Pacers continue to teeter around .500

Teams don’t want to lose their final game before Christmas break, assuming they have Christmas off. That’s why big-time colleges typically schedule their final cupcake game before the conference season picks up. It doesn’t matter the level — the feeling is the same.

The Pacers failed in that department against a better team Thursday night at Bankers Life Fieldhouse. It was a Hickory Night, where the team honored Damon Bailey. And while the Pacers had the upper hand in three quarters, they were buried in too deep of hole in the second frame and wound up losing, 109-102.

And with that, back down their teeter-totter of a season goes, just below .500 at 15-16 through 31 games.

Indiana legend Damon Bailey was celebrated at halftime.

It was not just a good, but an outstanding first period for the Pacers. They shot 56 percent with a balanced attack, scoring 10 points in the paint and another 11 at the free throw line. Paul George scored 11 of his 19 as the Pacers were ahead by nine.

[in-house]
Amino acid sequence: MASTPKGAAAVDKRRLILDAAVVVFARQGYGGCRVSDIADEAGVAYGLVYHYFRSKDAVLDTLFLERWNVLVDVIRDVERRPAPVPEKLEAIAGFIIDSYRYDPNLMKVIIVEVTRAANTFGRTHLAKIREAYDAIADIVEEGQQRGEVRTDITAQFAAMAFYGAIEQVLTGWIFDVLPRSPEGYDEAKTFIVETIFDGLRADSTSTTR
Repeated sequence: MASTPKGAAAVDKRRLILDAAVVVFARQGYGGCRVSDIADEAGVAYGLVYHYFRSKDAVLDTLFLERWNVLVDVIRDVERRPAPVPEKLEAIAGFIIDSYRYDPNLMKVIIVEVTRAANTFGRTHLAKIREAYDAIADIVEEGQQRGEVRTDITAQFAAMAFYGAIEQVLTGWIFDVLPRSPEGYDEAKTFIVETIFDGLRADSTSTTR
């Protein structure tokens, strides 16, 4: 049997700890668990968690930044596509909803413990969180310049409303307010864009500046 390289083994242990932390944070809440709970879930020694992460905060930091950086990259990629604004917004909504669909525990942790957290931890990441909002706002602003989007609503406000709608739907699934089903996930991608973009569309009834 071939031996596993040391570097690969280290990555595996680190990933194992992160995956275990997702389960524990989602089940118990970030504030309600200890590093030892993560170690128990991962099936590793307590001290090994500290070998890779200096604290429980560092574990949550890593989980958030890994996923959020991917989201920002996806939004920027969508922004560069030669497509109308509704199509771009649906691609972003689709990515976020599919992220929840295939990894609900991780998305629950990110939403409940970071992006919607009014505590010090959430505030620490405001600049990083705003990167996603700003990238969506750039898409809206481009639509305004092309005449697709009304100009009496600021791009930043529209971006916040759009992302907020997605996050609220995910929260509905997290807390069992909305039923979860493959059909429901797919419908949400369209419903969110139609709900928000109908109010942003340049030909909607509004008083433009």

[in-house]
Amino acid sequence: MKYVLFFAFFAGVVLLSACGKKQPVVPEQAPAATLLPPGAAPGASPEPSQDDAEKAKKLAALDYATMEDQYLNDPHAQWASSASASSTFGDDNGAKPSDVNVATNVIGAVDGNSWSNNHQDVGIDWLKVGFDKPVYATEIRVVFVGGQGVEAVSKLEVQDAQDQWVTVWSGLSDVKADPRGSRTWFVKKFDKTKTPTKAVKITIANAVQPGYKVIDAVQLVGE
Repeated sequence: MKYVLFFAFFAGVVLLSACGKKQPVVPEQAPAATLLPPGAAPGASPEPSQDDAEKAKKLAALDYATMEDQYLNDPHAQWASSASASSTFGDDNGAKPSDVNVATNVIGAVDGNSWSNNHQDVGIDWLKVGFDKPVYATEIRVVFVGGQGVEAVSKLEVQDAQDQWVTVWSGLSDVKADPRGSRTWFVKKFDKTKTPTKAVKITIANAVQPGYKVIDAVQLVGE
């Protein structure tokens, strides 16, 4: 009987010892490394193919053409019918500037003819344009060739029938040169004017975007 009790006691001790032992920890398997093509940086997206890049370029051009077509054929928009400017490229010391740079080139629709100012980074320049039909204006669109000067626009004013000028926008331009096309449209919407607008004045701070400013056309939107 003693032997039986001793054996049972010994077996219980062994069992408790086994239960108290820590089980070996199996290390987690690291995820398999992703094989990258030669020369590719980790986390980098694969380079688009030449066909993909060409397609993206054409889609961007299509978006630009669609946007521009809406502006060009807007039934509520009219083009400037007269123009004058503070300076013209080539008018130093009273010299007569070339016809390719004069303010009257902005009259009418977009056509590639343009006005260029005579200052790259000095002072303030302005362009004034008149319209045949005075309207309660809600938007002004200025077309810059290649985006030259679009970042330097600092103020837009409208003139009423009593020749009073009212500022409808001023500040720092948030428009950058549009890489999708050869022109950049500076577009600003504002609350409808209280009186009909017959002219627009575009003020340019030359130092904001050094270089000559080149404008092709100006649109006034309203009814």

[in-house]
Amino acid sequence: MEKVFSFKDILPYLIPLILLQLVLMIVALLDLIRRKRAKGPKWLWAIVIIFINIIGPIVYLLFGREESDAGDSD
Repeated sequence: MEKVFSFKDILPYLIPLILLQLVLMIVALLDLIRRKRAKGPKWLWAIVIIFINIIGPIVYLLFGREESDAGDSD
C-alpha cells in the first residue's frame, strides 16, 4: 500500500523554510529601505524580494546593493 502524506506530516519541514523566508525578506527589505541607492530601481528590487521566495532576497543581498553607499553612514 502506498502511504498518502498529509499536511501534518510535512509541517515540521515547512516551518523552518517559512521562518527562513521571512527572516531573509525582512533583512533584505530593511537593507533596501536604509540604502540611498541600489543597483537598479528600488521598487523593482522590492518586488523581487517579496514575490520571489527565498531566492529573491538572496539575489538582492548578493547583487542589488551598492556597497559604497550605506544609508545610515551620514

But that lead, their largest of the game, wouldn’t last long. The Celtics, who improved to 17-12 on the season, scored 17 unanswered to begin the second quarter as the Pacers missed their first eight field goals.

By the end of the half  — and a quarter they went 3-for-21 and scored nine points, the lowest of any period this season — the Pacers’ nine-point advantage far too quickly became an 11-point deficit.

“We just wasn’t in a groove; we was in a funk,” said George, who finished with 19 points, eight rebounds, and five assists. “They did a great job of holding and playing physical on us. The officiating let them get away with a lot of stuff. It made it tough for us. Regardless, we have to be stronger as a team. I’ll take credit on that for not getting us ready.

“Coach gave us that game plan that they were going to hold, grab, and play physical. I should’ve been the one to retaliate on that … by being just as physical.”

George after visually displaying his dissatisfaction with a call in the fourth quarter, received his third technical foul of the season.